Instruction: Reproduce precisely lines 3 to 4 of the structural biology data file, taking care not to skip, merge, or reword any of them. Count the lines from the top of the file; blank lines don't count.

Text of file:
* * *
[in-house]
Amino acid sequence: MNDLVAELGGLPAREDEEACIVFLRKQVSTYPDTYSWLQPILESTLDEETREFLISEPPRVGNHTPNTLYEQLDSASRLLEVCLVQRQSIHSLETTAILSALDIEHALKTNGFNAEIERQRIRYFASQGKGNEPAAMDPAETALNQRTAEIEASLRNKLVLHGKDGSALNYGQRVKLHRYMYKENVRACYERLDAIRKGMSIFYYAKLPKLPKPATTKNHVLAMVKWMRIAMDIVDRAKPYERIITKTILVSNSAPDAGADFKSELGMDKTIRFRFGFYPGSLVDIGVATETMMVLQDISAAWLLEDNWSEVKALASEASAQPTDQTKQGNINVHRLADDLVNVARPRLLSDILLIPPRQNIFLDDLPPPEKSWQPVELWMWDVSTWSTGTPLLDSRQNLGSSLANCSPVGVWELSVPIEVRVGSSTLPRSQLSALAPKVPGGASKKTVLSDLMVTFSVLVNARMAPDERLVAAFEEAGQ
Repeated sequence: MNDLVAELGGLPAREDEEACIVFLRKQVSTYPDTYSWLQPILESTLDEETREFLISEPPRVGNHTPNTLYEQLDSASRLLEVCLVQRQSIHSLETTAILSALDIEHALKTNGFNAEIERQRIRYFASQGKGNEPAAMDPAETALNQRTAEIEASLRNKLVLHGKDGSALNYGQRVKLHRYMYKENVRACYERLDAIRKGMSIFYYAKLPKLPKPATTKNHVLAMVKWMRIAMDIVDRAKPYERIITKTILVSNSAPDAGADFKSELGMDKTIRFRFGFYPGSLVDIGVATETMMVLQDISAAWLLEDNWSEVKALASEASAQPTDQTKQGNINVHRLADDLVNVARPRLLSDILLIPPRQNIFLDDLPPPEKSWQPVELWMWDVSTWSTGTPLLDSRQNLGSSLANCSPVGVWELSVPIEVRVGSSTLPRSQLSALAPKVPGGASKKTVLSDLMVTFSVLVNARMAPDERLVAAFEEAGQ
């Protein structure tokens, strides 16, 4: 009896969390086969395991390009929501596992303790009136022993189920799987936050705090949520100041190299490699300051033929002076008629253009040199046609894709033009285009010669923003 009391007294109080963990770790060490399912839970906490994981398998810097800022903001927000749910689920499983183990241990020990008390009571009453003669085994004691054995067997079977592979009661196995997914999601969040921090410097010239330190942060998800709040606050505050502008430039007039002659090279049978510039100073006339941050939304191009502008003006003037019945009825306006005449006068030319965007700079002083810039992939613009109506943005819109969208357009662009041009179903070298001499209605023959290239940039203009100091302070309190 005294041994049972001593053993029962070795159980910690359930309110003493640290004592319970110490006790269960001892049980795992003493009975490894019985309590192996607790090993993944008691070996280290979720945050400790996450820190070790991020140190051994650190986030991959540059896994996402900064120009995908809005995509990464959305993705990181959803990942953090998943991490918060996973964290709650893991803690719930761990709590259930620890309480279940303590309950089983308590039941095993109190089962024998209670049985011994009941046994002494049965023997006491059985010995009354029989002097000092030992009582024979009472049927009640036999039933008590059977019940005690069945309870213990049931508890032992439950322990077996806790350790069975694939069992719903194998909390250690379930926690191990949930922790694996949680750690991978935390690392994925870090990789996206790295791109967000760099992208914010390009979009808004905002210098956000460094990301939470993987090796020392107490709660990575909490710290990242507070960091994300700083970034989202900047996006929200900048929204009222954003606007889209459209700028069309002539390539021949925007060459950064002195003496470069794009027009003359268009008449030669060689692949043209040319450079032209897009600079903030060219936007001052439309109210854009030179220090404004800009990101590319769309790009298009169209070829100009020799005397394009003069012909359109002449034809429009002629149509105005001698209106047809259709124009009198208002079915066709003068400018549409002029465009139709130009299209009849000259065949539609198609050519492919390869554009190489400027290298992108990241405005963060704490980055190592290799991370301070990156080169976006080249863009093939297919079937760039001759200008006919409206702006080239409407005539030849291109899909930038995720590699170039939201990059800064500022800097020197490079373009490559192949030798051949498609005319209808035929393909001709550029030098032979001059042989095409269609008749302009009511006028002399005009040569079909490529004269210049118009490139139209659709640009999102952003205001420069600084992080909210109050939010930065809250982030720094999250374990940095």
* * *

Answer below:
Repeated sequence: MNDLVAELGGLPAREDEEACIVFLRKQVSTYPDTYSWLQPILESTLDEETREFLISEPPRVGNHTPNTLYEQLDSASRLLEVCLVQRQSIHSLETTAILSALDIEHALKTNGFNAEIERQRIRYFASQGKGNEPAAMDPAETALNQRTAEIEASLRNKLVLHGKDGSALNYGQRVKLHRYMYKENVRACYERLDAIRKGMSIFYYAKLPKLPKPATTKNHVLAMVKWMRIAMDIVDRAKPYERIITKTILVSNSAPDAGADFKSELGMDKTIRFRFGFYPGSLVDIGVATETMMVLQDISAAWLLEDNWSEVKALASEASAQPTDQTKQGNINVHRLADDLVNVARPRLLSDILLIPPRQNIFLDDLPPPEKSWQPVELWMWDVSTWSTGTPLLDSRQNLGSSLANCSPVGVWELSVPIEVRVGSSTLPRSQLSALAPKVPGGASKKTVLSDLMVTFSVLVNARMAPDERLVAAFEEAGQ
């Protein structure tokens, strides 16, 4: 009896969390086969395991390009929501596992303790009136022993189920799987936050705090949520100041190299490699300051033929002076008629253009040199046609894709033009285009010669923003 009391007294109080963990770790060490399912839970906490994981398998810097800022903001927000749910689920499983183990241990020990008390009571009453003669085994004691054995067997079977592979009661196995997914999601969040921090410097010239330190942060998800709040606050505050502008430039007039002659090279049978510039100073006339941050939304191009502008003006003037019945009825306006005449006068030319965007700079002083810039992939613009109506943005819109969208357009662009041009179903070298001499209605023959290239940039203009100091302070309190 005294041994049972001593053993029962070795159980910690359930309110003493640290004592319970110490006790269960001892049980795992003493009975490894019985309590192996607790090993993944008691070996280290979720945050400790996450820190070790991020140190051994650190986030991959540059896994996402900064120009995908809005995509990464959305993705990181959803990942953090998943991490918060996973964290709650893991803690719930761990709590259930620890309480279940303590309950089983308590039941095993109190089962024998209670049985011994009941046994002494049965023997006491059985010995009354029989002097000092030992009582024979009472049927009640036999039933008590059977019940005690069945309870213990049931508890032992439950322990077996806790350790069975694939069992719903194998909390250690379930926690191990949930922790694996949680750690991978935390690392994925870090990789996206790295791109967000760099992208914010390009979009808004905002210098956000460094990301939470993987090796020392107490709660990575909490710290990242507070960091994300700083970034989202900047996006929200900048929204009222954003606007889209459209700028069309002539390539021949925007060459950064002195003496470069794009027009003359268009008449030669060689692949043209040319450079032209897009600079903030060219936007001052439309109210854009030179220090404004800009990101590319769309790009298009169209070829100009020799005397394009003069012909359109002449034809429009002629149509105005001698209106047809259709124009009198208002079915066709003068400018549409002029465009139709130009299209009849000259065949539609198609050519492919390869554009190489400027290298992108990241405005963060704490980055190592290799991370301070990156080169976006080249863009093939297919079937760039001759200008006919409206702006080239409407005539030849291109899909930038995720590699170039939201990059800064500022800097020197490079373009490559192949030798051949498609005319209808035929393909001709550029030098032979001059042989095409269609008749302009009511006028002399005009040569079909490529004269210049118009490139139209659709640009999102952003205001420069600084992080909210109050939010930065809250982030720094999250374990940095």